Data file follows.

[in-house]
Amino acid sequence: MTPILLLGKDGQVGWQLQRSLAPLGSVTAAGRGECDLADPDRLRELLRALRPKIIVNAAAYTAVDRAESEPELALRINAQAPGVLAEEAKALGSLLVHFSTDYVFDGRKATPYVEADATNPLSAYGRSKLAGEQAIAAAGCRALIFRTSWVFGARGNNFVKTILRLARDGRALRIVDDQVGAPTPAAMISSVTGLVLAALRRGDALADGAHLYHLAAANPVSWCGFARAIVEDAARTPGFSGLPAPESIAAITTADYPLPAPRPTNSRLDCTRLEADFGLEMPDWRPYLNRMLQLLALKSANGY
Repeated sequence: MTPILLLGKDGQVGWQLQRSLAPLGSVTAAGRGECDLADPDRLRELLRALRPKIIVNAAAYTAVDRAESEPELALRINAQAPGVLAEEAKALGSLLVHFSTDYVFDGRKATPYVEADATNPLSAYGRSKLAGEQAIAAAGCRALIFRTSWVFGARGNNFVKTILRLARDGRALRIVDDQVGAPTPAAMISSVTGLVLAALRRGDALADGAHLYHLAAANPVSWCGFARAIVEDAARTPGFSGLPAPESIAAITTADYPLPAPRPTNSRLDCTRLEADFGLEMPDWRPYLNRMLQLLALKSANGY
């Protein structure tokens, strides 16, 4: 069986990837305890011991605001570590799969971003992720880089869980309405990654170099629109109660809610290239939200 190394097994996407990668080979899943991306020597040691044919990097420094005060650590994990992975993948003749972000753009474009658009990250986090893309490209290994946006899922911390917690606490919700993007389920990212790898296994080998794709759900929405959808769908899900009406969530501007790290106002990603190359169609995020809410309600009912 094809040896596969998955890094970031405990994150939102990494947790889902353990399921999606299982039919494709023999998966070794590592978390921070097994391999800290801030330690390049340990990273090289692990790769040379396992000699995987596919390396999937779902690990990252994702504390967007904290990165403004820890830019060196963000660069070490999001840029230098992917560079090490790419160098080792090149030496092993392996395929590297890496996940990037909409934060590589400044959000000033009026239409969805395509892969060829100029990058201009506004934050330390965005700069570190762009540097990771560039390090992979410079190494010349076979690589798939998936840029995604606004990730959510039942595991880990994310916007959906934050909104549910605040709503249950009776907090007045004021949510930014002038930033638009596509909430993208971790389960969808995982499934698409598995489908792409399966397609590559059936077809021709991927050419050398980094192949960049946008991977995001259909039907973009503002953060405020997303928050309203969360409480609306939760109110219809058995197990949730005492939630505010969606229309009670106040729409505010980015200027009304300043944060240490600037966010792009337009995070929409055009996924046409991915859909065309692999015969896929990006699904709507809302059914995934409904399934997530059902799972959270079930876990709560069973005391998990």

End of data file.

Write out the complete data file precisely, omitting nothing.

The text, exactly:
[in-house]
Amino acid sequence: MTPILLLGKDGQVGWQLQRSLAPLGSVTAAGRGECDLADPDRLRELLRALRPKIIVNAAAYTAVDRAESEPELALRINAQAPGVLAEEAKALGSLLVHFSTDYVFDGRKATPYVEADATNPLSAYGRSKLAGEQAIAAAGCRALIFRTSWVFGARGNNFVKTILRLARDGRALRIVDDQVGAPTPAAMISSVTGLVLAALRRGDALADGAHLYHLAAANPVSWCGFARAIVEDAARTPGFSGLPAPESIAAITTADYPLPAPRPTNSRLDCTRLEADFGLEMPDWRPYLNRMLQLLALKSANGY
Repeated sequence: MTPILLLGKDGQVGWQLQRSLAPLGSVTAAGRGECDLADPDRLRELLRALRPKIIVNAAAYTAVDRAESEPELALRINAQAPGVLAEEAKALGSLLVHFSTDYVFDGRKATPYVEADATNPLSAYGRSKLAGEQAIAAAGCRALIFRTSWVFGARGNNFVKTILRLARDGRALRIVDDQVGAPTPAAMISSVTGLVLAALRRGDALADGAHLYHLAAANPVSWCGFARAIVEDAARTPGFSGLPAPESIAAITTADYPLPAPRPTNSRLDCTRLEADFGLEMPDWRPYLNRMLQLLALKSANGY
């Protein structure tokens, strides 16, 4: 069986990837305890011991605001570590799969971003992720880089869980309405990654170099629109109660809610290239939200 190394097994996407990668080979899943991306020597040691044919990097420094005060650590994990992975993948003749972000753009474009658009990250986090893309490209290994946006899922911390917690606490919700993007389920990212790898296994080998794709759900929405959808769908899900009406969530501007790290106002990603190359169609995020809410309600009912 094809040896596969998955890094970031405990994150939102990494947790889902353990399921999606299982039919494709023999998966070794590592978390921070097994391999800290801030330690390049340990990273090289692990790769040379396992000699995987596919390396999937779902690990990252994702504390967007904290990165403004820890830019060196963000660069070490999001840029230098992917560079090490790419160098080792090149030496092993392996395929590297890496996940990037909409934060590589400044959000000033009026239409969805395509892969060829100029990058201009506004934050330390965005700069570190762009540097990771560039390090992979410079190494010349076979690589798939998936840029995604606004990730959510039942595991880990994310916007959906934050909104549910605040709503249950009776907090007045004021949510930014002038930033638009596509909430993208971790389960969808995982499934698409598995489908792409399966397609590559059936077809021709991927050419050398980094192949960049946008991977995001259909039907973009503002953060405020997303928050309203969360409480609306939760109110219809058995197990949730005492939630505010969606229309009670106040729409505010980015200027009304300043944060240490600037966010792009337009995070929409055009996924046409991915859909065309692999015969896929990006699904709507809302059914995934409904399934997530059902799972959270079930876990709560069973005391998990």